AJVSAlaska Joint Venture Seafoods, Inc. (est. 1987)
AJVSAnterior Jugular Venous Systems
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References in periodicals archive ?
The important role of the AJVS as a collateral also becomes apparent in the context presented by Yamada et al.
We describe a case of placement of a port catheter by direct puncture of the horizontal lateral segment of the AJVS and crossover through the JVA that was technically possible without the use of special equipment, not necessitating greater effort or significantly higher costs than an ordinary port implantation, and feasible despite a tortuous and relatively narrow diameter JVA.
In the unusual constellation of patients with central venous occlusion on one side and requiring ipsilateral port implantation, closer consideration of a potentially fully developed and enlarged AJVS is warranted, as this vessel has been proven clinically to be a major cervical crossover collateral vein.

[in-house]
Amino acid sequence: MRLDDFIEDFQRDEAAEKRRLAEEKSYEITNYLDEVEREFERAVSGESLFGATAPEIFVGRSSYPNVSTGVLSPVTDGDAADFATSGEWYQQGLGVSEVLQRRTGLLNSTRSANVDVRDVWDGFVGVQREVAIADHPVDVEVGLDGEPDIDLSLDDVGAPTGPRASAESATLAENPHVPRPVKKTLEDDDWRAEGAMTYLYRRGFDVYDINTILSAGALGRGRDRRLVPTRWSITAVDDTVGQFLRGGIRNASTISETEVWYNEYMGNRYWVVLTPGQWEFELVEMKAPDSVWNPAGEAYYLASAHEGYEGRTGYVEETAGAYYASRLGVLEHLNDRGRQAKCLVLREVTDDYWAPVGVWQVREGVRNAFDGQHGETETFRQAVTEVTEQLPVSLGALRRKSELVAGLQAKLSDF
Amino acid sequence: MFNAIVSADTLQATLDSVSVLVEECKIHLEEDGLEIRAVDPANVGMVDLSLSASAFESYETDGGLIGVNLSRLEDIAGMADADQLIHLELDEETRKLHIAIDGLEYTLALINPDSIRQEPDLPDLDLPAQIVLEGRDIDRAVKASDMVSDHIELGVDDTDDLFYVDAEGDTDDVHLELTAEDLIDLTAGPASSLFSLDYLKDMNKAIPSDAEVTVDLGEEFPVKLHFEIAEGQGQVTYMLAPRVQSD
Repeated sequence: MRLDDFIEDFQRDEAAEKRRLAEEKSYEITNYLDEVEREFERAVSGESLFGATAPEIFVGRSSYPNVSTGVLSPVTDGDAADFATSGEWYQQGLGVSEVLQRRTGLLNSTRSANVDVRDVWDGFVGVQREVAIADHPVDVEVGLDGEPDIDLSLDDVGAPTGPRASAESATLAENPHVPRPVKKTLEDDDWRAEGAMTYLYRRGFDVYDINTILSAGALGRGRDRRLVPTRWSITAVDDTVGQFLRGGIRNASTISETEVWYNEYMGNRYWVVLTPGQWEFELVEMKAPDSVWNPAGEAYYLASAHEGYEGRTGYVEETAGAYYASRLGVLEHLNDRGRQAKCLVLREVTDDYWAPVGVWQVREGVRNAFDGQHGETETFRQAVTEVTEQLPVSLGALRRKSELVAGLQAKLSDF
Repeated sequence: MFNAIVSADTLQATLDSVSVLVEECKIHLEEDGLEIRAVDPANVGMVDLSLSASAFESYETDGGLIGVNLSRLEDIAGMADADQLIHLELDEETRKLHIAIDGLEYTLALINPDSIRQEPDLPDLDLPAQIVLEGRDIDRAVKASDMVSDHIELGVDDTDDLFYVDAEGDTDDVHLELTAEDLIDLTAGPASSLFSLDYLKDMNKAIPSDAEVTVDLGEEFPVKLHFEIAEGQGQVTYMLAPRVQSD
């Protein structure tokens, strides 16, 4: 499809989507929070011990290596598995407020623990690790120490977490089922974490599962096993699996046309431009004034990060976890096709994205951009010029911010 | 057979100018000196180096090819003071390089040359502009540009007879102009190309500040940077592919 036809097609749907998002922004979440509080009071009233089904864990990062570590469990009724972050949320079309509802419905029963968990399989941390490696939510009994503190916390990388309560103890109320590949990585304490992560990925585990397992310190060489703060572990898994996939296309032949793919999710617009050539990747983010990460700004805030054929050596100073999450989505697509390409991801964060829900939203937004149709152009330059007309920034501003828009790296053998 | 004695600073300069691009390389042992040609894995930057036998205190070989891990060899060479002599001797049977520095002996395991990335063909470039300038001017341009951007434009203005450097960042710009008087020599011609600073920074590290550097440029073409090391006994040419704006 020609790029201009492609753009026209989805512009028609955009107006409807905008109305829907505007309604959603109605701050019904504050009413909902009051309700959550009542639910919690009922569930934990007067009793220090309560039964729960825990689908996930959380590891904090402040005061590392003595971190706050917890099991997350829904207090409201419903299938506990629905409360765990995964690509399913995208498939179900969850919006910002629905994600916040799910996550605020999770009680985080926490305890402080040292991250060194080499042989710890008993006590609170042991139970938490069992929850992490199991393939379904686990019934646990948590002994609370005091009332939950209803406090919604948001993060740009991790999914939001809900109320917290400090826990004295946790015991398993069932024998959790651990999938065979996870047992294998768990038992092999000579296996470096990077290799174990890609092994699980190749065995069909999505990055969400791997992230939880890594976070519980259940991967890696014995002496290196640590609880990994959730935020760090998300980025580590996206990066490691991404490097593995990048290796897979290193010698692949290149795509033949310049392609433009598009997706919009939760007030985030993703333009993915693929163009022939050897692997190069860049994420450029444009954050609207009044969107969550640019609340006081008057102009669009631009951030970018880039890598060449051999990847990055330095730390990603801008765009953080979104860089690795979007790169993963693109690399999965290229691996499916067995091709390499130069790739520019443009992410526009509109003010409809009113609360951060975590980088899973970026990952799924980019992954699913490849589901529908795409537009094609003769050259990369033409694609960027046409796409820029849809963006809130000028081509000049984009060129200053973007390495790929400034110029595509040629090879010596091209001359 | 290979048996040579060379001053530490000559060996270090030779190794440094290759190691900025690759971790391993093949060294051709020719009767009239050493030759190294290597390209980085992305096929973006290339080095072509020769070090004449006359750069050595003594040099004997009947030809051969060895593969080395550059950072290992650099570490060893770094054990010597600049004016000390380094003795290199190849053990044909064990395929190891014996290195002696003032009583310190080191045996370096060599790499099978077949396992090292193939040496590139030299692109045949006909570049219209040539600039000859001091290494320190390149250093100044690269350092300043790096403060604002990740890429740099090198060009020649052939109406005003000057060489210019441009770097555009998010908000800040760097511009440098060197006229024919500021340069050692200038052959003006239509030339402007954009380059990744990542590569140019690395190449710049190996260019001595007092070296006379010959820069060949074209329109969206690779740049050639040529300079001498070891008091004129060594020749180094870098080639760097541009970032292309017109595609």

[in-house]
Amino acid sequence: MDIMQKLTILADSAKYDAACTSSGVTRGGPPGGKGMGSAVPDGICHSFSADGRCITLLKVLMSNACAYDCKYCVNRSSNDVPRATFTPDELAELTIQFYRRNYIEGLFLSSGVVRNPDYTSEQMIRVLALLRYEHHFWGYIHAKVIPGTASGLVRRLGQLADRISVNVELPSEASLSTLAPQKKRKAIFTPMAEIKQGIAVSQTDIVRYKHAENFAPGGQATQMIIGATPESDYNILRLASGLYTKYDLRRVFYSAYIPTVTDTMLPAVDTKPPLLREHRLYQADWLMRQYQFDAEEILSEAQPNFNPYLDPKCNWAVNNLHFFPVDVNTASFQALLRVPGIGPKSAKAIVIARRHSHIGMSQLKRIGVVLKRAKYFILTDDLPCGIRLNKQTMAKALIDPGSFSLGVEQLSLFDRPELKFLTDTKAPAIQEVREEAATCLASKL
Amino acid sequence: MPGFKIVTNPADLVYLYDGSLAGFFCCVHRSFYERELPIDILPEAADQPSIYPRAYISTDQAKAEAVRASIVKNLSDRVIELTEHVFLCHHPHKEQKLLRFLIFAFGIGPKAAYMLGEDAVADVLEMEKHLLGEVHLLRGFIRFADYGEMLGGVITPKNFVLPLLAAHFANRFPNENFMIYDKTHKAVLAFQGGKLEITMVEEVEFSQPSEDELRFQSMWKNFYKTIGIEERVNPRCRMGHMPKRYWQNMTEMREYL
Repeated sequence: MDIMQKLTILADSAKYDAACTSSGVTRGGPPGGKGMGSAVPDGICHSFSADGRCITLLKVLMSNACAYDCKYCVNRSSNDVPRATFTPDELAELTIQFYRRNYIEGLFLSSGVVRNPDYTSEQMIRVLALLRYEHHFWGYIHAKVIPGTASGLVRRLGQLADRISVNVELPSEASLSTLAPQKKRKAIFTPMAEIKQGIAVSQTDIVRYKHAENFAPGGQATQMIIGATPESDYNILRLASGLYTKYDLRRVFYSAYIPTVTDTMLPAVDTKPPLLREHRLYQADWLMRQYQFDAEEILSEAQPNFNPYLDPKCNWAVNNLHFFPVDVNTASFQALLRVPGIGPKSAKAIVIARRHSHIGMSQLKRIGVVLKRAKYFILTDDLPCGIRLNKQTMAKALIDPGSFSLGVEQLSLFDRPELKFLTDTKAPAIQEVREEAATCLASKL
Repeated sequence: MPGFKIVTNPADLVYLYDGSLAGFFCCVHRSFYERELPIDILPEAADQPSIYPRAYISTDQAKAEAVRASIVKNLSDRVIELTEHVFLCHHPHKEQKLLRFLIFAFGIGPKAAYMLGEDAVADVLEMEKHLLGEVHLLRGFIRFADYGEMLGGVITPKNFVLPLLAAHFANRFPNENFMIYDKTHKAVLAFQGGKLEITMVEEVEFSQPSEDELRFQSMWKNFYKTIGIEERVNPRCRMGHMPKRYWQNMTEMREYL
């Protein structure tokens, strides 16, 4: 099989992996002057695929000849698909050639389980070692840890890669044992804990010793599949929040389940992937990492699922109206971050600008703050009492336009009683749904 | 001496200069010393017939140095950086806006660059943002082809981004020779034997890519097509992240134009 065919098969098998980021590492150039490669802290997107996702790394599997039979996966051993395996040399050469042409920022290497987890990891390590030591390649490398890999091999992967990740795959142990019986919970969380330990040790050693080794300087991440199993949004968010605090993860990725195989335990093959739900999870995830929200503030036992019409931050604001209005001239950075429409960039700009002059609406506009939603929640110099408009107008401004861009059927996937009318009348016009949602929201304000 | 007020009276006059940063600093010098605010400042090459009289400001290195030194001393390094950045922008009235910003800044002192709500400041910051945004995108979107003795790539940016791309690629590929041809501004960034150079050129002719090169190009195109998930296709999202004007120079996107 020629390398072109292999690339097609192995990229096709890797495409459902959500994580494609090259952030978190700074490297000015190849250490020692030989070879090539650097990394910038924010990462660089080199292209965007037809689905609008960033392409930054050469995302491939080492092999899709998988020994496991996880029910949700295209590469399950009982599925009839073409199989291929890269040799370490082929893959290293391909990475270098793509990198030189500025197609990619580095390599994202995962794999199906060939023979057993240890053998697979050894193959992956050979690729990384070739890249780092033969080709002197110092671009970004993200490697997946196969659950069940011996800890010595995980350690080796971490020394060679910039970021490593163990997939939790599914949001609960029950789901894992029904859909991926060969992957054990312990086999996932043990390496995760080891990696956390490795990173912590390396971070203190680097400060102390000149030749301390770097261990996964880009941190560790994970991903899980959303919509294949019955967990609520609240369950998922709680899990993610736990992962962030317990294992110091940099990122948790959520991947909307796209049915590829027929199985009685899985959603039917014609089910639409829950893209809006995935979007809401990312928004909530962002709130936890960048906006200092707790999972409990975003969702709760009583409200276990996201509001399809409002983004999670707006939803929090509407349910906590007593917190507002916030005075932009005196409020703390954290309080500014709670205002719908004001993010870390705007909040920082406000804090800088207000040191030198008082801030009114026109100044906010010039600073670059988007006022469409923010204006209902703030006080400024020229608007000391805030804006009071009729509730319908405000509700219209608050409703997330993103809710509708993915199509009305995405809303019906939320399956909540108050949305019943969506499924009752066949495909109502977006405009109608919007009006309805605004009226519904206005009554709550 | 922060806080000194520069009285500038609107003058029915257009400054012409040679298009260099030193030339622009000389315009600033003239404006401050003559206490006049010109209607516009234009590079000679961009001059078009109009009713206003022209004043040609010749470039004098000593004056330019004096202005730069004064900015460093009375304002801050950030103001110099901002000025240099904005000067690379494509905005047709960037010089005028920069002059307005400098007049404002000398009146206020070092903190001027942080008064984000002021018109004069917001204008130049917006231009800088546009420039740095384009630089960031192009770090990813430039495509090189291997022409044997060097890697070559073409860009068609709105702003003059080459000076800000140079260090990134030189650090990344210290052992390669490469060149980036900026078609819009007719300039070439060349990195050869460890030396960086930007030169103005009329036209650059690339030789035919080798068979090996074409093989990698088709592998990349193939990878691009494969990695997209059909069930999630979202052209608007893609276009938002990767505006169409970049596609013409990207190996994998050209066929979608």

For clinicians, the AJVS can play an important role as a collateral for the insertion of port catheters, pacemaker leads, or other types of central devices.
(b) Coronal multiplanar reconstruction image showing a partially quite tortuous u-shape horizontal-transverse midline vein in the jugulum (dotted ellipse), the AJVS with the JVA.
(b-d) Fluoroscopy with last-image hold images showing a guidewire stepwise navigated through the AJVS crossover to the right side and from here through the right innominate vein along the pacemaker leads into the inferior vena cava.
Caption: Figure 4: Schematic drawing illustrating the segmental anatomy of a typically and fully developed anterior jugular venous system (AJVS) consisting of three segments (three arrows) with the jugular venous arch (JVA) as the transverse midline segment (large arrow).
The JVA is an infrequently found transverse connecting trunk extending across the midline between the two anterior jugular veins (AJV) of either side and lying in the suprasternal space between superficial and pretracheal layers of the cervical fascia.
During its formative years, AJVS had trouble finding an Alaskan bank willing to lend it money and when it did, the service was poor.